A rural health leader says rural women are vital to resilience in rural communities and families and New Zealanders should pay tribute to their role ahead of International Women’s Day tomorrow.
Michelle Thompson, chief executive of the Rural Health Alliance of Aotearoa New Zealand (RHAANZ), says women are often the glue which holds families together in tough times.
“They are essentially the backbone of the NZ economy. After all, about 600,000 Kiwis live in rural areas and agriculture and tourism are the powerhouses of our economy,” Thompson says.
“Each year, more than two and a half million tourists visit rural New Zealand. In 2011-2012, $40 billion, or 19 percent of GDP, was generated directly or indirectly by the agri-food sector.
“If the spending power of rural people is considered, then the contribution of the agri-food sector is $53 billion, or one dollar in every four dollars spent in the economy. Rural women play a crucial role in making all this happen.
“Women in all walks of life suffer from the burden of historical oppression and discrimination. But in rural communities where they may be geographically isolated adding to difficulty in accessing support, where there are concentrations of high need and poverty adding to social stresses, and high levels of unemployment contributing to the challenges of poverty, the burdens can be exaggerated.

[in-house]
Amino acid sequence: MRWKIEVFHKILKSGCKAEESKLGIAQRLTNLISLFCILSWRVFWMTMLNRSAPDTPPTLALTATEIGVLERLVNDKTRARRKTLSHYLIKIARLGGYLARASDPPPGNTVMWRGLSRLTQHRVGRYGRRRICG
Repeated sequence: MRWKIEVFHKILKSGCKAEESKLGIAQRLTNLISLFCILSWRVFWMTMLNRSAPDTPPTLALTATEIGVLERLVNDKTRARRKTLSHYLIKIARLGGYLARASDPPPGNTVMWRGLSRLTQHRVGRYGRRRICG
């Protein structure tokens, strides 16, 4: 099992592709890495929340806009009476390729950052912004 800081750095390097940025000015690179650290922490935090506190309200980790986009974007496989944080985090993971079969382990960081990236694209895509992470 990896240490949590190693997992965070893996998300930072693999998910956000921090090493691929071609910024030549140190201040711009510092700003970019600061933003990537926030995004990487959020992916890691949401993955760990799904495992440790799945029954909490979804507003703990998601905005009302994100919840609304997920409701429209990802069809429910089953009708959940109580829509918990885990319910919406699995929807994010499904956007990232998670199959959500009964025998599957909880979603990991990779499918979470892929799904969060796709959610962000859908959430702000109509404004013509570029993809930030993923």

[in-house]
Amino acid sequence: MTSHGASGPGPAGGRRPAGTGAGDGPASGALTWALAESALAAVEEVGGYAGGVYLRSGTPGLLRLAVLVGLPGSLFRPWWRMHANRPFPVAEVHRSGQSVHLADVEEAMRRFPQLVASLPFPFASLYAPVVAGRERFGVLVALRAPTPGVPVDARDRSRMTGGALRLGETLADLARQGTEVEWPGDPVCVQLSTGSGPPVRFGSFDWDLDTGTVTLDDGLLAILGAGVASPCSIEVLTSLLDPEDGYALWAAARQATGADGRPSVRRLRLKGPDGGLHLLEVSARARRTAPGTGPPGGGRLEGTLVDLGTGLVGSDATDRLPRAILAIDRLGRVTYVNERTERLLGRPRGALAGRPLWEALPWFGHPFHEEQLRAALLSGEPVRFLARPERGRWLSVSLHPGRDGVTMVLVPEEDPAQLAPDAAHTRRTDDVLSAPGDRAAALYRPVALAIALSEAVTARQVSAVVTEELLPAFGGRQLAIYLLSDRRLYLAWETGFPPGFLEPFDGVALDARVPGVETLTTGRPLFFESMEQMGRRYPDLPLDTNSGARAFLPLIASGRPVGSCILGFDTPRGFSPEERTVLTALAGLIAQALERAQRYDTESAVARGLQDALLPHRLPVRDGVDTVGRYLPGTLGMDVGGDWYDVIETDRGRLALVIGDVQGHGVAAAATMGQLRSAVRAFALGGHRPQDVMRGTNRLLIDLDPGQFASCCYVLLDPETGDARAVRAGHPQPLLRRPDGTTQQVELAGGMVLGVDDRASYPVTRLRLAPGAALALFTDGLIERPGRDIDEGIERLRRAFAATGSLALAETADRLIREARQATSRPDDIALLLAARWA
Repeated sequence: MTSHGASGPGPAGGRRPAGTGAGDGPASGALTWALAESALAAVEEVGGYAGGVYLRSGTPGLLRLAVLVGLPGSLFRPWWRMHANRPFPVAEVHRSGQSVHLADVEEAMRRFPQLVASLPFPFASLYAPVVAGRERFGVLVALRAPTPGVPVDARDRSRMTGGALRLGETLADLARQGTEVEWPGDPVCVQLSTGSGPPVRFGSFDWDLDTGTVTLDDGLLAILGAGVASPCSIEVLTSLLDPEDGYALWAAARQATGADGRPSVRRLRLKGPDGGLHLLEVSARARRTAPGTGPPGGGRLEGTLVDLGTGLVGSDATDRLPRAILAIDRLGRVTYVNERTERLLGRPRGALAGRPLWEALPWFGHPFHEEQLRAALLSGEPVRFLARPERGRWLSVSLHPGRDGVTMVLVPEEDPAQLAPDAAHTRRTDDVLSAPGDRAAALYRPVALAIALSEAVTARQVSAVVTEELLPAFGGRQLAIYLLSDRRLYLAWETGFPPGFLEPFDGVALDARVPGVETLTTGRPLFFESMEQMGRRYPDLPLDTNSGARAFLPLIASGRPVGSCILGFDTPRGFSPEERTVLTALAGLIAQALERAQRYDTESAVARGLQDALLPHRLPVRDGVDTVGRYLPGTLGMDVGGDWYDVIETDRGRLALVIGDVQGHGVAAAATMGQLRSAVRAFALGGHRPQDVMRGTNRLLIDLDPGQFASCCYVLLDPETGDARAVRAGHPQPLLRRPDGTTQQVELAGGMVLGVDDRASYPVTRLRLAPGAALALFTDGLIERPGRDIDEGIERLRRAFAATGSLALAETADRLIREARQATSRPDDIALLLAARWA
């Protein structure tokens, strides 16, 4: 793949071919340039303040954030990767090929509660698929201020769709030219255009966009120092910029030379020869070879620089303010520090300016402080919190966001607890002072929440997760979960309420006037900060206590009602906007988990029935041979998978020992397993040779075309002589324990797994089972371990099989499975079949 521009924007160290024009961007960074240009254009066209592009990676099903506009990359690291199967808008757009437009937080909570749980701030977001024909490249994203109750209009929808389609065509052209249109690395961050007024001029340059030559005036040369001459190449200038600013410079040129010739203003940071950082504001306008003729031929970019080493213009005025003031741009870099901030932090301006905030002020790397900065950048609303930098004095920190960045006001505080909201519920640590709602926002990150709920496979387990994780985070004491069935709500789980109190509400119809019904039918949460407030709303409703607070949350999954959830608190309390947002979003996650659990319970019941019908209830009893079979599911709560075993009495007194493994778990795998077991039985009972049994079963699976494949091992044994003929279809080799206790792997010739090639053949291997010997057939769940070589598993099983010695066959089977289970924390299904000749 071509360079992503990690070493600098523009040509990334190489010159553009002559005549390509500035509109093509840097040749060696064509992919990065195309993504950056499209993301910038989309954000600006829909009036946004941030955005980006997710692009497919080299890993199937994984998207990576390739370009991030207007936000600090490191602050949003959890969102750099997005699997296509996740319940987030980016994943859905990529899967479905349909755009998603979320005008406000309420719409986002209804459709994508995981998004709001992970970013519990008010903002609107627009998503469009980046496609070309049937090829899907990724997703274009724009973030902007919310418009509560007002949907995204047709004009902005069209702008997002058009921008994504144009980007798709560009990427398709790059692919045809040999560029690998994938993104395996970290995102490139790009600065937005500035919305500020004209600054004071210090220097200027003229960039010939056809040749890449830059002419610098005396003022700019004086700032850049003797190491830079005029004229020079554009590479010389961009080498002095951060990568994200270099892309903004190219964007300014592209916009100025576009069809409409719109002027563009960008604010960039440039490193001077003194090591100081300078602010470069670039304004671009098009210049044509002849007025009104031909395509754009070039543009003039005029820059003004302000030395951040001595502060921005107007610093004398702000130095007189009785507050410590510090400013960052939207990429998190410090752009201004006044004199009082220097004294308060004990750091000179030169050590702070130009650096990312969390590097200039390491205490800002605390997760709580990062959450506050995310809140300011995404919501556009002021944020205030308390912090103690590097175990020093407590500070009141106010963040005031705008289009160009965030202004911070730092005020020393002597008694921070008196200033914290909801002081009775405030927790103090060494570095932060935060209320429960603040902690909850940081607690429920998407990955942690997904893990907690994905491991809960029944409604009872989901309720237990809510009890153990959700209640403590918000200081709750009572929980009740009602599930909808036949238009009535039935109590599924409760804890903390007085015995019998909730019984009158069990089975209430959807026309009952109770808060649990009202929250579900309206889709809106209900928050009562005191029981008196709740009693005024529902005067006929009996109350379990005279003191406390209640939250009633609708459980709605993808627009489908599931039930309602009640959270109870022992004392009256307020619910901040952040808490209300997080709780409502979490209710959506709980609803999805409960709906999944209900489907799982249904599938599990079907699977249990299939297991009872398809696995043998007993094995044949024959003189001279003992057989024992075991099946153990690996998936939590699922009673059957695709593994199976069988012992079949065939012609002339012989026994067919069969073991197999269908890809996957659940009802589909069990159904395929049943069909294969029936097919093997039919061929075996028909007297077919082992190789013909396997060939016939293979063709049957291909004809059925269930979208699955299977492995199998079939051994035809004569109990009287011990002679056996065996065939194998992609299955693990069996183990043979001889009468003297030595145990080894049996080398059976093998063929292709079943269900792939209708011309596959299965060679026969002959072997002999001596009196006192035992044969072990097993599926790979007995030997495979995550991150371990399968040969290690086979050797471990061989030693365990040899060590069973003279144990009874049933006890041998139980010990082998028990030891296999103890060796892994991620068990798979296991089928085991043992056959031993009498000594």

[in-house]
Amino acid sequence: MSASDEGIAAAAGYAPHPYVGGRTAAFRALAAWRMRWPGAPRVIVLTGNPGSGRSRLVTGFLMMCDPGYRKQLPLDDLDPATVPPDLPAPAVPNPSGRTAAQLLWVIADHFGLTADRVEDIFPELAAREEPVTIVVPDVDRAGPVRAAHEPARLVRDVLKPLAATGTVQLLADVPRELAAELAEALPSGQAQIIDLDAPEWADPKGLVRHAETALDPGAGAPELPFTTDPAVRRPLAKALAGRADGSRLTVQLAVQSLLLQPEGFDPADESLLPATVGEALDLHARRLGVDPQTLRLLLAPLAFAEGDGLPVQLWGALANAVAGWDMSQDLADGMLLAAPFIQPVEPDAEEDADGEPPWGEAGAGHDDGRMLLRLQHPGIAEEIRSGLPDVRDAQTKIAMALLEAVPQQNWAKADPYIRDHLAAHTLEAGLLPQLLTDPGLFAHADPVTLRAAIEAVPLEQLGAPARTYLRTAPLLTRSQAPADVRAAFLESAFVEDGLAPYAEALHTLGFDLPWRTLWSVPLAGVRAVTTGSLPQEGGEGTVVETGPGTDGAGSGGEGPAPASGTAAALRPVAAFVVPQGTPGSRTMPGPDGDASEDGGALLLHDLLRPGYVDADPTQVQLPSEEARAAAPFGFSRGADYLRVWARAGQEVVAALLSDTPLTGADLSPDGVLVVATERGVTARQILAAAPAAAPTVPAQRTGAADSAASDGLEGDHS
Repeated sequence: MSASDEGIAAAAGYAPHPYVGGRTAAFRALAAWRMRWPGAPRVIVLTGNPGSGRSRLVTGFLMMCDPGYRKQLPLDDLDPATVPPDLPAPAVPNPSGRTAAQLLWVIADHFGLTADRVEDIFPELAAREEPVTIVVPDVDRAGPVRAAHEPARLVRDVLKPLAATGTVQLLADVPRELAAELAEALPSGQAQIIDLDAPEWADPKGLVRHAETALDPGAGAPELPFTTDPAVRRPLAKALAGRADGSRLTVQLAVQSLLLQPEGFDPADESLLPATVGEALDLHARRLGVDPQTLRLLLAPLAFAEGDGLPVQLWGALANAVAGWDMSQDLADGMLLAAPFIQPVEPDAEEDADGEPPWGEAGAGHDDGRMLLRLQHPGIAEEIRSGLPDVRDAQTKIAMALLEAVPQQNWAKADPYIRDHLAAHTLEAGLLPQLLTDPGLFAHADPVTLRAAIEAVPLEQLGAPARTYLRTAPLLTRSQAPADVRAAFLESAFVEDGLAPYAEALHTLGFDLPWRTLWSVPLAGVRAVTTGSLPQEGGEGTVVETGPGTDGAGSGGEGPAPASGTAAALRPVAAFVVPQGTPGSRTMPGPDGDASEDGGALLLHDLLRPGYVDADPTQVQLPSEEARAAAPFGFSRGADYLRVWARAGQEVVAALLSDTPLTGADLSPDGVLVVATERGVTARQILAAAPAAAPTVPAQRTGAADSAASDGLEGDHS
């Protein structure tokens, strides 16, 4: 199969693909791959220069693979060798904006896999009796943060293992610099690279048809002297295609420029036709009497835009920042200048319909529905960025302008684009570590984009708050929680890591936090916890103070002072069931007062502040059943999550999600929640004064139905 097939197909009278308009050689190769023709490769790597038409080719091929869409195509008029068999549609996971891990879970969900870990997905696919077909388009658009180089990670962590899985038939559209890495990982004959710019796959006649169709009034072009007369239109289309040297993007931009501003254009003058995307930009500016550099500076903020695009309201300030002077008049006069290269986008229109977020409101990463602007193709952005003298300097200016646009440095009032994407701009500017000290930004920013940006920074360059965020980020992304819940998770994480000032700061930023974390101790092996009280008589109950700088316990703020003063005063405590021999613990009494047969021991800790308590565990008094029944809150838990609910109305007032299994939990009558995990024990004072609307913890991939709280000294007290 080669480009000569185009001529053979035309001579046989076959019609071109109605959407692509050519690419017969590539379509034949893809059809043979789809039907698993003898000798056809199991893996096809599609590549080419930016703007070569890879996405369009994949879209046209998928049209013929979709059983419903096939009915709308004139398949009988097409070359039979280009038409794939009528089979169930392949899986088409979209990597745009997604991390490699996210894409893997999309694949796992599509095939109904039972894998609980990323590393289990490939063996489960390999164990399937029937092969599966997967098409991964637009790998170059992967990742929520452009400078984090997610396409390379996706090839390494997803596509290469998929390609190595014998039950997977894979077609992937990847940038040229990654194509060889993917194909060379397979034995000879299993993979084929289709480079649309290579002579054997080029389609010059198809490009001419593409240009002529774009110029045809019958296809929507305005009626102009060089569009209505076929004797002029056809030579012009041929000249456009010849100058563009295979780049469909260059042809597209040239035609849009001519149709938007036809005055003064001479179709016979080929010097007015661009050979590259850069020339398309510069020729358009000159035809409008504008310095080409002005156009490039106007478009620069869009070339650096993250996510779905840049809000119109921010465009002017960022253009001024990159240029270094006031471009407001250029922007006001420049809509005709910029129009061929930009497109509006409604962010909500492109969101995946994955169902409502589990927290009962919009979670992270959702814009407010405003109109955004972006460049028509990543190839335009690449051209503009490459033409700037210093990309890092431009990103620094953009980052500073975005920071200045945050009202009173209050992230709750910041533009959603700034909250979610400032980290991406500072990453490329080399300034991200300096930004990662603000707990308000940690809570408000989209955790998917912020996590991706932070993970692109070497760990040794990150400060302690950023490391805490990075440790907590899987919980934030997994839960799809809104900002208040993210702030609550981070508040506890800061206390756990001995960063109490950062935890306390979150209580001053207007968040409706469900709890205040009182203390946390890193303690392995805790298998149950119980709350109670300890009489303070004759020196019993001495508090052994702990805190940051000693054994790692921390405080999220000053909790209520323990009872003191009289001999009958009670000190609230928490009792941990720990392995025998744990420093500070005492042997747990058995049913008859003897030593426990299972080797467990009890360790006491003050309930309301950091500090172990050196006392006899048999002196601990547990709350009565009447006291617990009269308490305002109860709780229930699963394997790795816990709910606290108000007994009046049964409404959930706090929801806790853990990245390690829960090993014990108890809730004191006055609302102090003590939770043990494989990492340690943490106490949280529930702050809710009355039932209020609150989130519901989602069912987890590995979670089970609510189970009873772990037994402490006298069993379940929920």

Michelle Thompson - Chief executive of the Rural Health Alliance of Aotearoa New Zealand
“In addition to the challenges of isolation from amenities, health services, employment, friends and family, rural woman are often faced with difficulties in calling for help because of poor cell phone coverage and unreliable broadband connectivity.
We all know rural women are big on combatting family violence and few people realise that rural domestic violence rates are higher than in urban areas," Thompson adds.
“As a nation we must acknowledge the importance of women in rural New Zealand. The health of all women in rural areas has been greatly supported by the country’s mobile surgical bus which is supported by 145 rural nurses and tomorrow celebrates its 15th-year anniversary. The bus has carried out 21,300 operations since 2002 and currently performs about 1500 surgical procedures a year in 24 towns all over New Zealand.
“We strongly support our members such as the NZ College of Midwives and Rural Women NZ who are also raising awareness about women’s issues in New Zealand. The college says New Zealand women earn 12 percent less than men when median hourly pay rates are compared,” Thompson concludes.